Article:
Leger was raised at the court of King Clotaire II and by his uncle, Bishop Didon of Poitiers. Leger was made archdeacon by Didon, was ordained, and in about 651, became abbot of Maxentius Abbey, where he introduced the Rule of St. Benedict. He served Queen Regent St. Bathildis and helped her govern when Clovis II died in 656, and was named bishop of Autun in 663. He reconciled the differing factions that had torn the See apart, introduced reforms, fortified the town, and was known for his concern for the poor. On the death of Clotaire III, he supported young Childeric II for King against his brother Thierry, who had been backed by Ebroin, mayor of the palace. Ebroin was exiled to Luxeuil and became a bitter enemy of Leger, who became Childeric's adviser. When Leger denounced the marriage of Childeric to his uncle's daughter, he also incurred the enmity of Childeric, and in 675 Leger was arrested at Autun and banished to Luxeuil. When Childeric was murdered in 675, his successor, Theodoric III, restored Leger to his See. Ebroin was also restored as mayor of the palace after he had had the incumbent Leudesius murdered and pursuaded the Duke of Champagne and the bishops of Chalons and Valence to attack Autun. To save the town, Leger surrendered. Ebroin had him blinded, his lips cut off, and his tongue pulled out. Not satisfied, several years, he convinced the King that Childeric had been murdered by Leger and his brother Gerinus. Gerinus was stoned to death, and Leger was tortured and imprisoned at Fecamp Monastery in Normandy. After two years Leger was summoned to a court at Marly by Ebroin, deposed, and executed at Sarcing, Artois, protesting his innocence to the end. Though the Roman Martyrology calls him Blessed and a martyr, there is doubt among many scholars that he is entitled to those honors. His feast day is October 2.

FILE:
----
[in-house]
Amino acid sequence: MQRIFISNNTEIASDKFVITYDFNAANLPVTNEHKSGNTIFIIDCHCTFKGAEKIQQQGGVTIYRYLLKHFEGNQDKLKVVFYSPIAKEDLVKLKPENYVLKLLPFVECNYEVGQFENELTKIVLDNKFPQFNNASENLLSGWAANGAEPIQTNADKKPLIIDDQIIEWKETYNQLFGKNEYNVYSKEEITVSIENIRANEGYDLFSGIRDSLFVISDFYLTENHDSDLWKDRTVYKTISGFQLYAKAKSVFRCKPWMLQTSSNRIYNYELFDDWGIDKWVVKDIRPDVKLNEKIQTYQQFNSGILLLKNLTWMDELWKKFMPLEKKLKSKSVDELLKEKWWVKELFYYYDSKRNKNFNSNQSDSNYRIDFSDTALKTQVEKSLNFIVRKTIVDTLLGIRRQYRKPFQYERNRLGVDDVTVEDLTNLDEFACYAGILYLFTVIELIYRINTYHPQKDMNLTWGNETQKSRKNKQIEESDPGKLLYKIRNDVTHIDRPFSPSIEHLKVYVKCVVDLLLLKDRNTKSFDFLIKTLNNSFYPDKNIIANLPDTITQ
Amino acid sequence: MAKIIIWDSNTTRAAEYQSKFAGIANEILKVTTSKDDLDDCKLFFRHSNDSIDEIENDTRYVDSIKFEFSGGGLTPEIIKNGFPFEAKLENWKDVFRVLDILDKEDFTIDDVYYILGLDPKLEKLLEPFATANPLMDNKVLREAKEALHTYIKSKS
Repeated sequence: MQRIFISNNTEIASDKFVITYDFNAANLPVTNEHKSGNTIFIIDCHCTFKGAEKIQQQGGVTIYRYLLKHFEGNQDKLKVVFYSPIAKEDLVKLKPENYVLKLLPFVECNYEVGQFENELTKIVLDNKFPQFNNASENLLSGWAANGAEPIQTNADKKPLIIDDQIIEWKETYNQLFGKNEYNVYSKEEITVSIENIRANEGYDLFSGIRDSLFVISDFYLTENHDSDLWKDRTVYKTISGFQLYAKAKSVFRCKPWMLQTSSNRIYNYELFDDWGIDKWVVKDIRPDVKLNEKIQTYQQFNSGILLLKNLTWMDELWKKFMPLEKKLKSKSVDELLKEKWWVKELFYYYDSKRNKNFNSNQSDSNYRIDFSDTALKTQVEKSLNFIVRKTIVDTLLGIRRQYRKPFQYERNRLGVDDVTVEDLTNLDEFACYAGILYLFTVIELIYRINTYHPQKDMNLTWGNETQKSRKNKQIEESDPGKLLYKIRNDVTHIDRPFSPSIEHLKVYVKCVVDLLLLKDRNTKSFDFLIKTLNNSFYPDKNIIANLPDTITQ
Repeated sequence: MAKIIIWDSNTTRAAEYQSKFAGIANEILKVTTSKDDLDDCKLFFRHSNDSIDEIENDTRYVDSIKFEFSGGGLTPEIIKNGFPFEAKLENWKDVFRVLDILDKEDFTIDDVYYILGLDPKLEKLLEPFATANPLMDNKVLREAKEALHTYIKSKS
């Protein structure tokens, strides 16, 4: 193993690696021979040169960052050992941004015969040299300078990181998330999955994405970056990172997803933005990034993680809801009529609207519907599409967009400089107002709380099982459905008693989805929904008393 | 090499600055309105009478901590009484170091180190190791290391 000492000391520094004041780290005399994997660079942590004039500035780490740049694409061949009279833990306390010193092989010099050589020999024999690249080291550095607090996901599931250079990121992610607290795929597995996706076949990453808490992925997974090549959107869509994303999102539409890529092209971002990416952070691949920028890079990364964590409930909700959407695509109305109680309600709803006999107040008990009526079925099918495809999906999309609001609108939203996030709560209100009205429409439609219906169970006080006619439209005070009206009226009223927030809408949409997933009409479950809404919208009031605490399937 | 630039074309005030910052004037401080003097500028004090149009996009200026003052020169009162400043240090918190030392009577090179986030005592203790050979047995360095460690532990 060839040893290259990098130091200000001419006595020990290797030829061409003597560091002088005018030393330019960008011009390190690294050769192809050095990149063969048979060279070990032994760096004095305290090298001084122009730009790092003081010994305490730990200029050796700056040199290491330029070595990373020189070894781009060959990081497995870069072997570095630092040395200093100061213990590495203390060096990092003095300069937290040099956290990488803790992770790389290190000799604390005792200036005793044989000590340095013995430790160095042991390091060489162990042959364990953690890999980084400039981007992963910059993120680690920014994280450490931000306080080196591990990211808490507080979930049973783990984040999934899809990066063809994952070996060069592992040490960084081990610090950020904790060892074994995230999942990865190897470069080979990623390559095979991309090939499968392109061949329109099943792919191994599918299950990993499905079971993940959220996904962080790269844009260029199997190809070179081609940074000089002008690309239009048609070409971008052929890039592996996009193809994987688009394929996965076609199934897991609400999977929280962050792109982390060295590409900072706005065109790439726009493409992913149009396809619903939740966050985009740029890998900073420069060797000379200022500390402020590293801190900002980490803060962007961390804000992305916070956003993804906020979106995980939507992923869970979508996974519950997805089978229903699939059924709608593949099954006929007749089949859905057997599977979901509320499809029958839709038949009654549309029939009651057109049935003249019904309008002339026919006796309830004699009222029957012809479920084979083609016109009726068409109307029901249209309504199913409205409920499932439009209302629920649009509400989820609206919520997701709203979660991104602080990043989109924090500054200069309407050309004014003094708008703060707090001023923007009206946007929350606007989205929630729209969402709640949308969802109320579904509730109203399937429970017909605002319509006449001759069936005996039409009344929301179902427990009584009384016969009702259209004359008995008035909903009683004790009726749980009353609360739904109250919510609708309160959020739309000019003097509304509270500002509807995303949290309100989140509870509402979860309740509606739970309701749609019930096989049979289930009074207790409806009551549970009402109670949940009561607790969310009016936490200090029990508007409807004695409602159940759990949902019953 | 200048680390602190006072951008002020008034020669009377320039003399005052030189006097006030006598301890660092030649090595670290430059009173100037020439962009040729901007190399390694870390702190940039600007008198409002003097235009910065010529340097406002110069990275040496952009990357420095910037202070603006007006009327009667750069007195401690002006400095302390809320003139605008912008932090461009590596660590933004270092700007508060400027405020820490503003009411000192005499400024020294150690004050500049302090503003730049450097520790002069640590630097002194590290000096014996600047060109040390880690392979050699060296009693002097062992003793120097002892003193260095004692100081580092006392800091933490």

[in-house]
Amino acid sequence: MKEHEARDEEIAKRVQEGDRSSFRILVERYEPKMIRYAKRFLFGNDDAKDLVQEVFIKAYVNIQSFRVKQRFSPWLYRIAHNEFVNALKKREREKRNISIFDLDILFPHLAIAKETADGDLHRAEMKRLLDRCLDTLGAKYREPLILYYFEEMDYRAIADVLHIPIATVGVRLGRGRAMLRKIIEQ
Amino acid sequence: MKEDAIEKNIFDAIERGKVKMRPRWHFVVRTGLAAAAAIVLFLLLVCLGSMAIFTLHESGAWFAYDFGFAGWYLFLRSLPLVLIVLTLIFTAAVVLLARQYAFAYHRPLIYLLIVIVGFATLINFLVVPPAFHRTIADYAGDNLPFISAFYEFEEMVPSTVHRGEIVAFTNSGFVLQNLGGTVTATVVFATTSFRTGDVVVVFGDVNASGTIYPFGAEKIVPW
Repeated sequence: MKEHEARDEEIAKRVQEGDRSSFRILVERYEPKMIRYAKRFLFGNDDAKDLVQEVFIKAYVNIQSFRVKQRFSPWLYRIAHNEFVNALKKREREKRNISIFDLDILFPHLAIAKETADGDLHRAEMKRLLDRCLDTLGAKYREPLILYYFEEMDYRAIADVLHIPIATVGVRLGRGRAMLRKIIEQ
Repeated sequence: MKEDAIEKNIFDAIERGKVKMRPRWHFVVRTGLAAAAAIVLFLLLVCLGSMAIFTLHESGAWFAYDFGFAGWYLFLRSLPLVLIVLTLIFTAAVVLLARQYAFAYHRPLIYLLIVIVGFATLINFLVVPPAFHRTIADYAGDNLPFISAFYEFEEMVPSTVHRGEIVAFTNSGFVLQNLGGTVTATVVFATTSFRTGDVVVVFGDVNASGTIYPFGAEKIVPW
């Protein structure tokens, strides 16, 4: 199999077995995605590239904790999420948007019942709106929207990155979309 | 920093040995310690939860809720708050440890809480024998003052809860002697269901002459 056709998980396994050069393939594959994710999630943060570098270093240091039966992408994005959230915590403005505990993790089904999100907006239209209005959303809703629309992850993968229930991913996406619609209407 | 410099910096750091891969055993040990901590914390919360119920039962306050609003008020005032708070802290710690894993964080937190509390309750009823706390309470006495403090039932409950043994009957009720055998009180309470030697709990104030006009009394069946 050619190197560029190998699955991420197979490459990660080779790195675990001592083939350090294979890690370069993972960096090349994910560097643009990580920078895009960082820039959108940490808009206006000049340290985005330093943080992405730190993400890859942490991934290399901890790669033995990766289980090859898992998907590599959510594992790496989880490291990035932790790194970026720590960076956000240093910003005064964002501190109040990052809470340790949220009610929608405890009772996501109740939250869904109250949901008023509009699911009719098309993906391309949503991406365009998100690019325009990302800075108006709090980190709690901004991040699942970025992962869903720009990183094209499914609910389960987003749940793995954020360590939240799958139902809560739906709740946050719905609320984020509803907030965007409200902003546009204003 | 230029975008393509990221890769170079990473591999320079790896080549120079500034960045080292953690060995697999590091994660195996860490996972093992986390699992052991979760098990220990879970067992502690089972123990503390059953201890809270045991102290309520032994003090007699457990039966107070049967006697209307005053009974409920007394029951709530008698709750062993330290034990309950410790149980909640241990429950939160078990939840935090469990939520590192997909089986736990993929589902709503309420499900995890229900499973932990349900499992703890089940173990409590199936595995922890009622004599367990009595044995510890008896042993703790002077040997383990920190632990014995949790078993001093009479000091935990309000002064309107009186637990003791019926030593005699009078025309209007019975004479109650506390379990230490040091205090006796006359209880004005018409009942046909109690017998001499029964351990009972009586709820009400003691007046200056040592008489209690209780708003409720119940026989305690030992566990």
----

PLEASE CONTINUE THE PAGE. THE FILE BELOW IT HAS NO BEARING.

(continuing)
Claretian archbishop and founder. Anthony was born in Salient in Catalonia, Spain, in 1807, the son of a weaver. He took up weaving but then studied for the priesthood, desiring to be a Jesuit. Ill ... continue readingMore Saint of the Day
Irish abbess and disciple of St. Abban. When St. Abban founded a convent in Ballyvourney, County Cork, Ireland, Gobnata was placed in charge. A well there bears her name. continue readingMore Female Saints
Saint Michael the Archangel isn't a saint, but rather he is an angel, and the leader of all angels and of the army of God. This is what the title "Archangel" means, that he is above all the others in rank. St. Michael has four main responsibilities or offices, as we ... continue reading
St. Pachomius was born about 292 in the Upeer Thebaid in Egypt and was inducted into the Emperor's army as a twenty-year-old. The great kindness of Christians at Thebes toward the soldiers became embedded in his mind and led to his conversion after his discharge. After ... continue reading
St. James the Less, the author of the first Catholic Epistle, was the son of Alphaeus of Cleophas. His mother Mary was either a sister or a close relative of the Blessed Virgin, and for that reason, according to Jewish custom, he was sometimes called the brother of the ... continue reading
By Billy Atwell
In the face of the current "witch-hunts" endured by some of our Bishops, let us remember a hero on October 17, the feast of St. Ignatius of Antioch. St. Ignatius of Antioch is a bishop and martyr of the Church who died in the year 107. He was torn ... continue readingMore Christian Saints & Heroes